Having said that however, I did speak to one poor beleaguered Reader from elsewhere in the diocese who was at her wits end with her PCC because they have refused all safeguarding training and have a church warden who says they will resign and do the job without a title if the are forced to do the training because they consider it a waste of time and money.  I suggested that perhaps they need a face to face session for C Zero with their PCC.

Each of the churches, in theory has its own safeguarding officer although one is so small and beleaguered that their poster refers folk to me as safeguarding coordinator for the Benefice or to one of the leads in the other churches.

Safeguarding Officers are often a tick box title, sometimes just another bit of the Church Warden’s job and these folk have lives to lead outside safeguarding so finding  time for the safeguarding training and extra reading can be problematic.  They are often doing it because there is no one else and I am not sure that is appreciated by the central team who write policy and training with a computer literate congregation of many volunteers across the age groups in mind. In reality we know that many of our churches are populated with tiny congregations of octogenarians. I am very patient with training and try not to put too much pressure on…..I would rather have a person who people are comfortable to approach with basic training that someone who is trained up to the eyeballs but comes across as officious and unapproachable. A few of the wrong words at the wrong time can put off a volunteer and set safeguarding back years if not carefully handled.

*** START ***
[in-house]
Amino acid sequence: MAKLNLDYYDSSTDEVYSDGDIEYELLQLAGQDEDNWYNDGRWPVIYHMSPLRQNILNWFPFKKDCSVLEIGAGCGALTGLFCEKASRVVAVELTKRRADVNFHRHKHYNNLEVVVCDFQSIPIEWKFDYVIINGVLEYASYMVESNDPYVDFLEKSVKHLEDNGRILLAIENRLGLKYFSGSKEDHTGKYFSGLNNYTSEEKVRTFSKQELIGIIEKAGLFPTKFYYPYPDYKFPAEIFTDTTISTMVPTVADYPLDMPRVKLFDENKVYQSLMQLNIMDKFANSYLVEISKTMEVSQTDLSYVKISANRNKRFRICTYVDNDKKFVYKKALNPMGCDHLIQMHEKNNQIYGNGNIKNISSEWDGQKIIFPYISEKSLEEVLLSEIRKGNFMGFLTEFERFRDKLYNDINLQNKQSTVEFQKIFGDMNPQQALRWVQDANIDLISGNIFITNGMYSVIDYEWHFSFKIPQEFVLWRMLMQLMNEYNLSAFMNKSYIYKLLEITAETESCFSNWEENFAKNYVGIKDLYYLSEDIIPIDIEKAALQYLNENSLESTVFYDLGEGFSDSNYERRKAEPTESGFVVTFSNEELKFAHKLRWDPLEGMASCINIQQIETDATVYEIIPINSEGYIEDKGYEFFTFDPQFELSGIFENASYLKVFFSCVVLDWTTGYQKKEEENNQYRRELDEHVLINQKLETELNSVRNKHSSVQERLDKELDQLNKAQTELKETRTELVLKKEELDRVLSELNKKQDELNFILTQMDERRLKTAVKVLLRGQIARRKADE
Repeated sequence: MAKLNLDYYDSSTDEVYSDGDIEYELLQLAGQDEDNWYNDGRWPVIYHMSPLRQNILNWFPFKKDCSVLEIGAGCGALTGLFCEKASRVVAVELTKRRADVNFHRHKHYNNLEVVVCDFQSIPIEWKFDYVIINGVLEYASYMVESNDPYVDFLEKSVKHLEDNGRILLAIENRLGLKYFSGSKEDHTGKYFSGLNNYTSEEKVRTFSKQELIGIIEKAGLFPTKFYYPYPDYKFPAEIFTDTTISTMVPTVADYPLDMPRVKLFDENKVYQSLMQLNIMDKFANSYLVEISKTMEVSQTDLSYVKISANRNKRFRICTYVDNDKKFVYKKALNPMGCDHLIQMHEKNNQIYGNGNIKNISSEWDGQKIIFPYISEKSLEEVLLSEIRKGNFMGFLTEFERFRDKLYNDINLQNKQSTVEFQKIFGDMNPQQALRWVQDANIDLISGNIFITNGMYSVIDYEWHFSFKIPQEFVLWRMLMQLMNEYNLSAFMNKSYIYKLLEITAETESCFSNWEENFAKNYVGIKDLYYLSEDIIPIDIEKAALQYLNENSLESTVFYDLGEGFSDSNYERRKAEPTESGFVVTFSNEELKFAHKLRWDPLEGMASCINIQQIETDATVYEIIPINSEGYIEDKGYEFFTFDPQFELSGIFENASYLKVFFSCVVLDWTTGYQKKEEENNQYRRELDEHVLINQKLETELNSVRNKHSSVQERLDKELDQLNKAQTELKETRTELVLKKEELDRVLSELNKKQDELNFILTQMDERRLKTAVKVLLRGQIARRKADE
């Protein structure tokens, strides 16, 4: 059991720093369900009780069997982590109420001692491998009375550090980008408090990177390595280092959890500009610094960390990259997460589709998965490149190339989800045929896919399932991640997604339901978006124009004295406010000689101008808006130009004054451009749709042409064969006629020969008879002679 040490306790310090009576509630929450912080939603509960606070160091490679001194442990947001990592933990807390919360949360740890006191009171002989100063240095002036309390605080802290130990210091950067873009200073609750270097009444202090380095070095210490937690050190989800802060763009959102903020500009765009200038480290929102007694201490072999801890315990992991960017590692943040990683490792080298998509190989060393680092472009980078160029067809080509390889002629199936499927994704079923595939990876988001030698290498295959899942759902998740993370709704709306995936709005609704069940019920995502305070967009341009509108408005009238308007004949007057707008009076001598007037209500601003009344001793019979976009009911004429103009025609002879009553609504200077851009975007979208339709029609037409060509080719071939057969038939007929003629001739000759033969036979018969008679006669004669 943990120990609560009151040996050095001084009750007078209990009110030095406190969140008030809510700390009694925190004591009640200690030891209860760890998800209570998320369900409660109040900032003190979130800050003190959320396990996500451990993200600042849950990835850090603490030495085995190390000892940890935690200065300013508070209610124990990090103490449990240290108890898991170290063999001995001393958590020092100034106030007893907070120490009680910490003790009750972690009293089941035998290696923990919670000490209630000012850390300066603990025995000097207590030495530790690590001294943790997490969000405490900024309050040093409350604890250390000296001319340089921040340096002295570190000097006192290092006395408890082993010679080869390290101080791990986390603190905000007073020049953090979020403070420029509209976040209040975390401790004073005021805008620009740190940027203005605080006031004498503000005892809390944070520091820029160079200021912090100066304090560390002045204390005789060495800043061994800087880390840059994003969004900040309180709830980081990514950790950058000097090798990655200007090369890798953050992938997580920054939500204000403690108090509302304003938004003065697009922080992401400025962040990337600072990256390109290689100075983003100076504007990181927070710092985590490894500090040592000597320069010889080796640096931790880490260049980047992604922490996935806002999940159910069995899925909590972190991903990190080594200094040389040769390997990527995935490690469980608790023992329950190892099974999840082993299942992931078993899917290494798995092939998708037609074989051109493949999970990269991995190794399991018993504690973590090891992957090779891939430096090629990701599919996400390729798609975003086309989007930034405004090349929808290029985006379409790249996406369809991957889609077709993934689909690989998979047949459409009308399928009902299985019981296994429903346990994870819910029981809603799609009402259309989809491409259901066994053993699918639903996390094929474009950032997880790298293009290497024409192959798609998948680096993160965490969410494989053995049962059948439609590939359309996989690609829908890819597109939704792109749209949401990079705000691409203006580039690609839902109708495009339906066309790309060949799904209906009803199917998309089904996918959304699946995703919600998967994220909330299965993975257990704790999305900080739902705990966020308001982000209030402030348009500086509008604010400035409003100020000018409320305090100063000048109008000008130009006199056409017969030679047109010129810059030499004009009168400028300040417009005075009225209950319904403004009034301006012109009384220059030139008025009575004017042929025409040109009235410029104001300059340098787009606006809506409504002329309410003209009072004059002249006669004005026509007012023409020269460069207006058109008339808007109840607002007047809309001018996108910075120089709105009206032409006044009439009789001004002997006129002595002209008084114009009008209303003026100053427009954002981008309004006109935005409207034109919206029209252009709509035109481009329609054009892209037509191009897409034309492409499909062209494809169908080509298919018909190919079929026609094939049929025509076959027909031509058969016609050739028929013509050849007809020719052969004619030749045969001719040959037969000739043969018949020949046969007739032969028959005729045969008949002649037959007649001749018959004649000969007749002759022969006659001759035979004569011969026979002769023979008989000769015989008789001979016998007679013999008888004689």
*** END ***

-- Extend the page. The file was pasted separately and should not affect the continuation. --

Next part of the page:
Links to Documents and “stuff” referred to in the article

As part of my safeguarding commitment as Chaplain I sit on the Diocesan Safeguarding Advisory Panel and the DSAP subcommittee so that I get the latest news and information and, more importantly, so that Readers and Parish safeguarding officers have a voice in matters to do with training, policy and edicts from on high.

 The latest deadline for things safeguarding is of course the safer recruiting strategy. The self assessment tool (called the Safer Recruitment Survey) and the adoption of the policy for Safer recruiting should be complete by January 4th which I can imagine could be a real struggle for many parishes.

The new Safeguarding Dashboard tool which is available for every church is really helpful although it does have one or two flaws and things that need some work but there is no such thing as a perfect tool or a one size fits all solution which is why the dialogue is important.

I came unstuck with the dashboard question on safer recruiting which asks,  “Which sections of the new Guidance are being followed for ALL relevant roles?”

The simple solution here in the dashboard would be to put in a footnote explaining that the relevant roles this refers to are those that meet the threshold for hours worked with vulnerable adults in certain situations or children.

However, it doesn’t. (yet)

So I opened the Safer Recruitment self assessment tool  and clicked on the E-Manual link. making sure that I clicked on the blue print in the right box otherwise as I discovered the other day you end up somewhere else!  You do need to be connected to the Internet and to know how to use the CTRL key when you click the link.  You can download chapters or sections but for the life of me I have no idea of the difference…. I was losing the will to live slowly.

At this point I read the explanations several times and then went to have a cup of tea and play ball with the dog.  Maybe the frequently asked questions document would help.

So now I had the safer recruiting assessment tool open on my computer along with the Redruth Parish dashboard, the e-manual page and the frequently asked questions document.  There was so much stuff and so many words written in convoluted legalese that I felt like a claustrophobic desperately seeking the way out of a maze of hedges that were narrowing as I walked!

I went to help my wife do some stuff for the craft market, or more honestly, I watched her do stuff and chatted…. then I tried again.